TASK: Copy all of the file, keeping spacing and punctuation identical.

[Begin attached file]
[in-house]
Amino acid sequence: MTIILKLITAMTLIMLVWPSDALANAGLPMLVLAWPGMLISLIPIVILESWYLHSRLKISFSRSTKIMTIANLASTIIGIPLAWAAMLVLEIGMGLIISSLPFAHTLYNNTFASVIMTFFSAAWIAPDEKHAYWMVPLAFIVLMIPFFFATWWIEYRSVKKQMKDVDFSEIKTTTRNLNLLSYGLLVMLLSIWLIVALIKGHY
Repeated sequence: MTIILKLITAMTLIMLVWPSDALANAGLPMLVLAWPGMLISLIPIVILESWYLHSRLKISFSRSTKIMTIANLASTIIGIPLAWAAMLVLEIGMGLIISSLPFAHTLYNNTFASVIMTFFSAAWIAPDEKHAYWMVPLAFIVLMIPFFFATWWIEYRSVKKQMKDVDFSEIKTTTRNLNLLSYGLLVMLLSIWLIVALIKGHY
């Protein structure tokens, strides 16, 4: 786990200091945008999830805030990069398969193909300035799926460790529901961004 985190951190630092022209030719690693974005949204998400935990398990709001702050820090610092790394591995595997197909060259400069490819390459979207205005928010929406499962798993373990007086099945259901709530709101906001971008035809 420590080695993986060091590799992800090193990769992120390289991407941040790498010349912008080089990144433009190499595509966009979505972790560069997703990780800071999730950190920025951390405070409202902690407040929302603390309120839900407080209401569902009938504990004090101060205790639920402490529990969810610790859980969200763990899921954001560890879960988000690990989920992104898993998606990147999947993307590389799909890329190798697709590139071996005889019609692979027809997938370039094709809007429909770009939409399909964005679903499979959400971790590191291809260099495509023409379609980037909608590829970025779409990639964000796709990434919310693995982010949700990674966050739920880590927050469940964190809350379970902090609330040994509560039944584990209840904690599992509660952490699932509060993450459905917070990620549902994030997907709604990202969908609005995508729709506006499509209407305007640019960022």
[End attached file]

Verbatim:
[in-house]
Amino acid sequence: MTIILKLITAMTLIMLVWPSDALANAGLPMLVLAWPGMLISLIPIVILESWYLHSRLKISFSRSTKIMTIANLASTIIGIPLAWAAMLVLEIGMGLIISSLPFAHTLYNNTFASVIMTFFSAAWIAPDEKHAYWMVPLAFIVLMIPFFFATWWIEYRSVKKQMKDVDFSEIKTTTRNLNLLSYGLLVMLLSIWLIVALIKGHY
Repeated sequence: MTIILKLITAMTLIMLVWPSDALANAGLPMLVLAWPGMLISLIPIVILESWYLHSRLKISFSRSTKIMTIANLASTIIGIPLAWAAMLVLEIGMGLIISSLPFAHTLYNNTFASVIMTFFSAAWIAPDEKHAYWMVPLAFIVLMIPFFFATWWIEYRSVKKQMKDVDFSEIKTTTRNLNLLSYGLLVMLLSIWLIVALIKGHY
């Protein structure tokens, strides 16, 4: 786990200091945008999830805030990069398969193909300035799926460790529901961004 985190951190630092022209030719690693974005949204998400935990398990709001702050820090610092790394591995595997197909060259400069490819390459979207205005928010929406499962798993373990007086099945259901709530709101906001971008035809 420590080695993986060091590799992800090193990769992120390289991407941040790498010349912008080089990144433009190499595509966009979505972790560069997703990780800071999730950190920025951390405070409202902690407040929302603390309120839900407080209401569902009938504990004090101060205790639920402490529990969810610790859980969200763990899921954001560890879960988000690990989920992104898993998606990147999947993307590389799909890329190798697709590139071996005889019609692979027809997938370039094709809007429909770009939409399909964005679903499979959400971790590191291809260099495509023409379609980037909608590829970025779409990639964000796709990434919310693995982010949700990674966050739920880590927050469940964190809350379970902090609330040994509560039944584990209840904690599992509660952490699932509060993450459905917070990620549902994030997907709604990202969908609005995508729709506006499509209407305007640019960022």